“Tell me a story, Pew.”
“What kind of story, Child?”
“A story with a happy ending.”
“There’s no such thing in all the world.”
“As a happy ending?”
“As an ending”.
Discovering writers that are truly worth your time come in various ways. Mine came in the form of a friend’s* constant urging to read this. A few months ago, she asked me to read this book and when I finally got hold of a copy, I dozed off at the 3rd chapter. Several books later, I picked it up again and it was lovelier the second time around. Without meaning to be too philosophical, I now understand why this is such. To a ‘square’ reader like me, (one who is used to reading information/stories in a set sequential line, i.e beginning, middle, end), an initial reaction to reading Lighthousekeeping would be that it is too ‘all over the place’. This is my second Winterson book, and now I can conclude that reading her stuff requires me (or any other ‘square’ reader) to transform into a more open and free flowing listener/reader of her stories. Its a material not for the hungry, as it should be taken slowly, much like taking sips of fine wine.
Its not much about the story, really. Silver is an orphaned girl who is put under the tutelage and care of Pew, a lighthousekeeper. The whole book is about storytelling, and stories within stories. There’s an abundance of intertextuality, every now and then taking reference from Robert Louis Stevenson, Charles Darwin, Tristan and Isolde, and the nineteenth century clergyman Babel Dark.
Though you will not see the immediate connection, each story is incorporated like an aria, developed in tandem.
Rightfully described as “poetry disguised as a novel”, Im quite convinced that Winterson is the queen of beautiful metaphors. The most charming and bold, to me, is its opening paragraph
“…(my father) was crew on a fishing boat that harboured with us one night when the waves were crashing like dark glass. His splintered hull shored him for long enough to drop anchor inside my mother.”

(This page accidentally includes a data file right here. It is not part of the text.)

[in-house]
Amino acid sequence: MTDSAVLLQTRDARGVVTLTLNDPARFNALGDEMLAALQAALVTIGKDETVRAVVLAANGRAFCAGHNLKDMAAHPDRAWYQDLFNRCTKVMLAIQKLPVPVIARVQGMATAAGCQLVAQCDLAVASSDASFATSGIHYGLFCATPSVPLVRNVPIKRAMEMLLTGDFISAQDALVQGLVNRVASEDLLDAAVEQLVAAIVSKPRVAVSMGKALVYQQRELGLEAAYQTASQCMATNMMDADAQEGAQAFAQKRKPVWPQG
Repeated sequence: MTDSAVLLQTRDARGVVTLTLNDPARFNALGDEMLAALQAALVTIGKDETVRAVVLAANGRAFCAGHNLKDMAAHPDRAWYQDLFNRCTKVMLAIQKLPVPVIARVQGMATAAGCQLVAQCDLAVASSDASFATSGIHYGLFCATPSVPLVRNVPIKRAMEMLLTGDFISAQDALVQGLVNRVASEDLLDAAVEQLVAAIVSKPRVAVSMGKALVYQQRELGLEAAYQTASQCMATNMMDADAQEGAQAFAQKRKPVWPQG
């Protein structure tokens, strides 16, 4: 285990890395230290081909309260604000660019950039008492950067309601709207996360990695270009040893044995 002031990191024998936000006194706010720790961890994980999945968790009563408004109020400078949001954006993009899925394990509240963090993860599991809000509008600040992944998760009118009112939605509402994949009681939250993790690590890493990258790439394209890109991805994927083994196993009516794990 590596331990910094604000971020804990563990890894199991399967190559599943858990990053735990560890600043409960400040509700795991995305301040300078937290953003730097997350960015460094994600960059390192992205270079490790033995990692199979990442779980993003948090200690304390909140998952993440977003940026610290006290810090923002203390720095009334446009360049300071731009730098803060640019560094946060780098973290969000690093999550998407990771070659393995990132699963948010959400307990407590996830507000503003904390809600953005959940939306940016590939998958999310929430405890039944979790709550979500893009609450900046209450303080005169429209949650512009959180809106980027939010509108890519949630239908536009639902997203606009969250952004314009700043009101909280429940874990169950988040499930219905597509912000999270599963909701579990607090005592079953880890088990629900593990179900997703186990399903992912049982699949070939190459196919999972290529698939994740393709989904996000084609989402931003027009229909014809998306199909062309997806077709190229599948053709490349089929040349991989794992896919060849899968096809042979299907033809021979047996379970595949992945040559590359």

The copy I have comes with a special interview feature at the end of the book, and I have to admit that I enjoyed that more than the book itself. She perfectly explained her concept of stortytelling/writing:
“Human beings love patterns. They love to see shapes and symmetries. We seem to have a need to impose order on our surroundings. For me though, the telling of stories is not about imposing an order, it’s about revealing an order which is implicit in a situation but perhaps well hidden. Writing can never be formulaic: it can never be done according to plan because it arises from a deeper part of the self which I think is less neurotic than the conscious mind and less afraid of not immediately having a shape to put on every new situation.”
It’s my first time to have read a bookat such a relaxed pace ( I always consume books with direct and straight attention), and I loved the change. Though I still prefer reading material with the usual ‘shapes and symmetries’, I find that I am liking Winterson in a slow and steady manner.
***For her birthday yesterday, I gave her The Powerbook. I also got a copy for myself.